Did you have a clothesline as a child? I did, in both of the childhood homes I really remember. This photo is at the home where I lived during my teenage years. It shows my Italian penpal and her friend hanging out our clothes during their visit to America. Yes, we gave them a true American lifestyle experience 🙂
The clothesline at my first childhood home was similar — long, and with several lines. I often hung out clothes, and there was a process. First, I had to take a rag and wipe off the line (sometimes I would not do this. Shhhh! Don’t tell Mom!). Then, I brought out the fabric bag full of wooden clothespins and hung that on the line. And finally, I would lug out the laundry itself. Sometimes it was in a basket, as in the photo above, but often it was in a contraption we had with criss-crossing metal legs and a fabric bag hung at the top.
I usually tried to hang large items first, like sheets. This made the load go down quickly, so it looked like I’d made progress. But then the smaller stuff took much longer — individual socks, etc. I often tried “double hanging” a couple of socks with a single clothespin, but this was frowned upon because the items then took longer to dry. I also always found it embarrassing to hang out underwear on the line — but I did it anyway (not that I had a lot of choice, really!).
Our Italian friends appear to have a different method to their hanging from what I used — I would never have put a single clothespin in the center of a piece of clothing, as they did. No, I pinned each corner, although often one corner of one shirt and a corner of another were clipped with a single pin. I always preferred the “clip” type of clothespin to the non-clip ones, and used all the clip ones up before resorting to their less-springy siblings.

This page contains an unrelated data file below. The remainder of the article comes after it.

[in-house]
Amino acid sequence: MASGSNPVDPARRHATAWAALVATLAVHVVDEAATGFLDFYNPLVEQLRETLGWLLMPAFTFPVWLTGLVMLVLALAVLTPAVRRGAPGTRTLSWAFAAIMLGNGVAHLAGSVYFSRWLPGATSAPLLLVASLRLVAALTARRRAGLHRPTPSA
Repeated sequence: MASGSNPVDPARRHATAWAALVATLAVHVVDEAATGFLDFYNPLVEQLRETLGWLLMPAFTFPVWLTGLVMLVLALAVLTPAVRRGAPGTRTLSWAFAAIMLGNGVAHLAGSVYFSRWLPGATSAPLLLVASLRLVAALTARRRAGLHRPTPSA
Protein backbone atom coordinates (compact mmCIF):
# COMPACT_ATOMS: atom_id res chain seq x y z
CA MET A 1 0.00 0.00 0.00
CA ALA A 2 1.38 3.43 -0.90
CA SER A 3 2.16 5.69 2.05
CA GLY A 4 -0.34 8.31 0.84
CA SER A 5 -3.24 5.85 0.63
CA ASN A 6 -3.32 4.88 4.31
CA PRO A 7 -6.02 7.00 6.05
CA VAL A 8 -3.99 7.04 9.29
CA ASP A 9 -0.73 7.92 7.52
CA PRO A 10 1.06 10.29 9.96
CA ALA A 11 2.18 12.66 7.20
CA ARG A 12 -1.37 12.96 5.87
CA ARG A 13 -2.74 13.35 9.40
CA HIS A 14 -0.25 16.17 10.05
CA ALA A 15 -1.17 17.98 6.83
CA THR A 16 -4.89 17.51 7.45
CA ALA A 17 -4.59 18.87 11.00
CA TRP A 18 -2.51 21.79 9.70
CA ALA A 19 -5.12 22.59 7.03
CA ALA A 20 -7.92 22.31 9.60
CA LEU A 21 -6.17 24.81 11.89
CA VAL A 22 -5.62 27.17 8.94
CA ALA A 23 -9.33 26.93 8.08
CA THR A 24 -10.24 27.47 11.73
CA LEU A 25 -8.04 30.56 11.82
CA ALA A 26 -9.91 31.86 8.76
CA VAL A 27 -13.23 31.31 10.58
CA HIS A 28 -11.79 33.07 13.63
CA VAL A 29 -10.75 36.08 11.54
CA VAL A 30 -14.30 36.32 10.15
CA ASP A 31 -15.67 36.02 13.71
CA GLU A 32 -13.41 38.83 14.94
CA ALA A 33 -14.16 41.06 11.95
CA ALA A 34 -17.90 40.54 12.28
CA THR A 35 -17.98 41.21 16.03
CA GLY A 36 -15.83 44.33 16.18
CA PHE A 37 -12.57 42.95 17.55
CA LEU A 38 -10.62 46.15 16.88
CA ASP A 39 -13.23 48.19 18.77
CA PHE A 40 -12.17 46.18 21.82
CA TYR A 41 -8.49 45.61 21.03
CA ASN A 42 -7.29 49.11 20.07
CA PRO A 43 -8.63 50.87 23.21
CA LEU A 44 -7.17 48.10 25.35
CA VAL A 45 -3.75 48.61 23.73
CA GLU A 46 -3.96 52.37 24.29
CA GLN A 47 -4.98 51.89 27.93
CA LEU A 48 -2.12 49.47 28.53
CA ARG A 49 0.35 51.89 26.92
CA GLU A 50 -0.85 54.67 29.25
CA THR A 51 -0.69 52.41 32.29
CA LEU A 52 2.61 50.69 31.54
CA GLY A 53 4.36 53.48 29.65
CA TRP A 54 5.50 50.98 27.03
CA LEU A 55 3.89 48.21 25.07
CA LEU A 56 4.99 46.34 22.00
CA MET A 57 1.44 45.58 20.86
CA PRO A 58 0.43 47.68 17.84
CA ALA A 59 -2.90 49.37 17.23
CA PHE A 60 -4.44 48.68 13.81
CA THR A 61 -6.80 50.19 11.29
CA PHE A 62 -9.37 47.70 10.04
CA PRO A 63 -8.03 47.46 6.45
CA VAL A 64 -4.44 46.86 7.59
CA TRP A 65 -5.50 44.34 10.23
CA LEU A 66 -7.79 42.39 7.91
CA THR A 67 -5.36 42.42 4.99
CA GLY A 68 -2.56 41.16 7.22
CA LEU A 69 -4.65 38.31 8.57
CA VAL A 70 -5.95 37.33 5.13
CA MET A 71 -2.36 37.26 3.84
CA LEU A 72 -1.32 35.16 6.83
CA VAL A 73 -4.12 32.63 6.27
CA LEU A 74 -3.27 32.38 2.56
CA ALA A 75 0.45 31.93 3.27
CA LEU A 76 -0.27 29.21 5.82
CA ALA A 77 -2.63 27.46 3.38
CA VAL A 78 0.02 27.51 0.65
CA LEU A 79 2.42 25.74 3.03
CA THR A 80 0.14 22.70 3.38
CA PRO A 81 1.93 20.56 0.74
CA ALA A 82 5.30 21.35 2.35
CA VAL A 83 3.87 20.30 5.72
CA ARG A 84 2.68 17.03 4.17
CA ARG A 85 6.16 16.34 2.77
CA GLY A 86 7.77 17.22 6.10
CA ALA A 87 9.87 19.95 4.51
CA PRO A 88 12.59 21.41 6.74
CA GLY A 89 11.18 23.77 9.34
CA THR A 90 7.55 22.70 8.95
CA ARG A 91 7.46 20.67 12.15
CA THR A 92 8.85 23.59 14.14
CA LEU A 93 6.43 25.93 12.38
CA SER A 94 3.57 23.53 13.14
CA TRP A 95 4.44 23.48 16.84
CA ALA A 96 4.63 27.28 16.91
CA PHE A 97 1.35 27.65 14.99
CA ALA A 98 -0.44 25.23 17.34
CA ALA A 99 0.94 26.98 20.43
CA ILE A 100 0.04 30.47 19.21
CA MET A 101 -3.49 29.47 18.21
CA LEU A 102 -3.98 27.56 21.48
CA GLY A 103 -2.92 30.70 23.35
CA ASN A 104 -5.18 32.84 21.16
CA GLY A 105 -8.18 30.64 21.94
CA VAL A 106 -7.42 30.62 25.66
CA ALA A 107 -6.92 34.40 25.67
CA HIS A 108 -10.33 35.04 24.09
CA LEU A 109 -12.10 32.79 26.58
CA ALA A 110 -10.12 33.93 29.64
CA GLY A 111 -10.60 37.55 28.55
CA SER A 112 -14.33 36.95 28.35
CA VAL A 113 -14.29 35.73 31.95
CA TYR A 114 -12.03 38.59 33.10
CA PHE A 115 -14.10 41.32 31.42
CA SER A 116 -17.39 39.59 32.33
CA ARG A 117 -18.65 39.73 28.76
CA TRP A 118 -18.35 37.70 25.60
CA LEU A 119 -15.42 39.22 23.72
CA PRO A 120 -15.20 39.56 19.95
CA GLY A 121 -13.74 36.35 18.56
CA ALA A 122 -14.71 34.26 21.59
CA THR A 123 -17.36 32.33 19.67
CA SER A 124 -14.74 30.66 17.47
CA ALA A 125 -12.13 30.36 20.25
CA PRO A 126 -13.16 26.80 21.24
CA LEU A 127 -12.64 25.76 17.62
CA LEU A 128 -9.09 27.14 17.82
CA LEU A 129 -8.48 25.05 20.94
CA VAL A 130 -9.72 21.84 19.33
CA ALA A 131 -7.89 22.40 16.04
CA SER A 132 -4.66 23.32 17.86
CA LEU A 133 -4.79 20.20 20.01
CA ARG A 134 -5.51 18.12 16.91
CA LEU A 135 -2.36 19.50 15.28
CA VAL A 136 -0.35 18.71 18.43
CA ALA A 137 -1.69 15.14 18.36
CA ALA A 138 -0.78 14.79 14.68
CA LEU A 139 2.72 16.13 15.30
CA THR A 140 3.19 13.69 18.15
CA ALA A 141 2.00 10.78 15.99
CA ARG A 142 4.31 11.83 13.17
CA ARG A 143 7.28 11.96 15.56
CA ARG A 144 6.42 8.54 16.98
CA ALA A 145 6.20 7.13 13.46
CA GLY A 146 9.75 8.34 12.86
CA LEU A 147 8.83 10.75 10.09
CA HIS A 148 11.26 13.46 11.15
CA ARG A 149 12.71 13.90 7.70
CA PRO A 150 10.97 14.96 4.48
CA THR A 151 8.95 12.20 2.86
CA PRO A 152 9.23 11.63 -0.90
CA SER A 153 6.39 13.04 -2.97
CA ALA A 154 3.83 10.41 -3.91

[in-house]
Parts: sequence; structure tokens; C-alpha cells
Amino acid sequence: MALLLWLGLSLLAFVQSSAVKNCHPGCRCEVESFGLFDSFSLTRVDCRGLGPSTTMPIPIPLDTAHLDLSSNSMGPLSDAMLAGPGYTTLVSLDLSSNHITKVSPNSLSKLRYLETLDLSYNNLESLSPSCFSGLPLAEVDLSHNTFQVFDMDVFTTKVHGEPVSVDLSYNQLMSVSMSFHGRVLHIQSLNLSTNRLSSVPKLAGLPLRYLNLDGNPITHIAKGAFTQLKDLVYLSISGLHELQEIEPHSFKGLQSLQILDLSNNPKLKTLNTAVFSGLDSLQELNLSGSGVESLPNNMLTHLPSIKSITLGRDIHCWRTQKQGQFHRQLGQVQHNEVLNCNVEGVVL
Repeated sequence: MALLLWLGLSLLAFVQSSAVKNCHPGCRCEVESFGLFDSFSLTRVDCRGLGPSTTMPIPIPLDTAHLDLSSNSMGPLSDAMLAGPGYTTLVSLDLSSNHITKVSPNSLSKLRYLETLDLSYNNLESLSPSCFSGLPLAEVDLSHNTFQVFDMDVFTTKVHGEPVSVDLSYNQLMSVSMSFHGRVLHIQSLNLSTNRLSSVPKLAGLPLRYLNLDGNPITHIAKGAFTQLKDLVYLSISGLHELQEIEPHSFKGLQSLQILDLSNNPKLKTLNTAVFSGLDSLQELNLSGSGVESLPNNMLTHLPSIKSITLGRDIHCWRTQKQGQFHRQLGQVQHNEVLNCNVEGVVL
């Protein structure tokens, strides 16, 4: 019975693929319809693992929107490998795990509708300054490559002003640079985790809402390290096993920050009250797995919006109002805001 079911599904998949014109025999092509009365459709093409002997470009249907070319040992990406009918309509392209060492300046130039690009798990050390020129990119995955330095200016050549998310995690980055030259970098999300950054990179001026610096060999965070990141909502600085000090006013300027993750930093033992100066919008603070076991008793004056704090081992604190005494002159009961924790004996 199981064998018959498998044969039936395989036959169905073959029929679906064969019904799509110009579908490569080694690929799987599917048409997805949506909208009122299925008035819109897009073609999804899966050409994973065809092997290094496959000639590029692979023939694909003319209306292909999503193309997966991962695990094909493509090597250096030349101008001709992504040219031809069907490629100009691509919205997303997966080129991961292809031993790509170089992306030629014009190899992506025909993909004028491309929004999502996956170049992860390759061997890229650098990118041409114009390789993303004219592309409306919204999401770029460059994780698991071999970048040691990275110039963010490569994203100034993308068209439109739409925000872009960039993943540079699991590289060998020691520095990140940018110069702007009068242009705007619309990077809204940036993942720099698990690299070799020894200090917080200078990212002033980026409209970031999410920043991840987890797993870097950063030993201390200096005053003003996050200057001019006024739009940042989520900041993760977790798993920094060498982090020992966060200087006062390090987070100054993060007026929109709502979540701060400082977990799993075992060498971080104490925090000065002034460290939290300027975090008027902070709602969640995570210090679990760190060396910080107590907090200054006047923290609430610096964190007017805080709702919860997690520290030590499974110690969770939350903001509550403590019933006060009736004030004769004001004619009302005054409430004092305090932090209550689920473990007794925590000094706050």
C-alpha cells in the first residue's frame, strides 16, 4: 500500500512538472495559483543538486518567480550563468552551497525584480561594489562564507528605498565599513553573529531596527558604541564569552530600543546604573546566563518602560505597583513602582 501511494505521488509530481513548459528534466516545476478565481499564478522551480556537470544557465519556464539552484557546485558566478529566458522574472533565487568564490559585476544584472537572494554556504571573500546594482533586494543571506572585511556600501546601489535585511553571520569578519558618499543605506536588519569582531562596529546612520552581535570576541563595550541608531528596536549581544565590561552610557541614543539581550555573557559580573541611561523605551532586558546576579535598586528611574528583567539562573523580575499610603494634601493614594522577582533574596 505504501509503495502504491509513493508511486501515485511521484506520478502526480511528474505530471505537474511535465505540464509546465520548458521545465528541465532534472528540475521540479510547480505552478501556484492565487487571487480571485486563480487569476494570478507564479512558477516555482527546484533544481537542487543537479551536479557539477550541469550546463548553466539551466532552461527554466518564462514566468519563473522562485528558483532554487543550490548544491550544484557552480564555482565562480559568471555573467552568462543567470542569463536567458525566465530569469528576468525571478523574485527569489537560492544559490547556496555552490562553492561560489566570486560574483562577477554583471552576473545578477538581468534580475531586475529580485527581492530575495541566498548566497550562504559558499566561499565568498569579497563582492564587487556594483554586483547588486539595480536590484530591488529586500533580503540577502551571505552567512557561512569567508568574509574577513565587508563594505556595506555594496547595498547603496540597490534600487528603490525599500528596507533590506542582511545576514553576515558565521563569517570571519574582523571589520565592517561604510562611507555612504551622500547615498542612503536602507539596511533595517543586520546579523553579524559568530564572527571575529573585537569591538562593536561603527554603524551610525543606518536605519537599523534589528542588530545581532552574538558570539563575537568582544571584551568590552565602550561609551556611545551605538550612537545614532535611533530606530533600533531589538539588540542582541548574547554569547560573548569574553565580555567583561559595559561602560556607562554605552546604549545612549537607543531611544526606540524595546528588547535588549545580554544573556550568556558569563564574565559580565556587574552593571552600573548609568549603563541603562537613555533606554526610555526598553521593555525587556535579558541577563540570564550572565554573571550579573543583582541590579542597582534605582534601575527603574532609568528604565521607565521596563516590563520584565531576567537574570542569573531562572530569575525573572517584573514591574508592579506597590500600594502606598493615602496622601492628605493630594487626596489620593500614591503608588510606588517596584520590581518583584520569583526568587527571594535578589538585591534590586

No clothesline for me today. In fact, they’re against the rules of our subdivision (and really, how rude!). This is one of several things I have against subdivisions.
Clotheslines in Italy
The photo above is what inspired me to write this post. As you know, I’ve been converting my old negatives to digital images. The one here is from my 1991 trip to visit my penpal in Italy. This is the scene that greeted me each morning when I looked out of my window at their apartment in Florence (or Firenze, as they say in Italia). Everyone hung out their laundry, but on these small clotheslines on their balconies. Also, my penpal’s mom informed me of how to deal with the heat — an important considerations, since hardly anyplace was air-conditioned there. She opened the windows and blinds in the early morning, but closed them up as soon as the sun began making an earnest appearance. In many ways, European lifestyles were kind of like American ones from 50 years or so ago.
Do you have a clothesline? Share some memories or thoughts in the comments.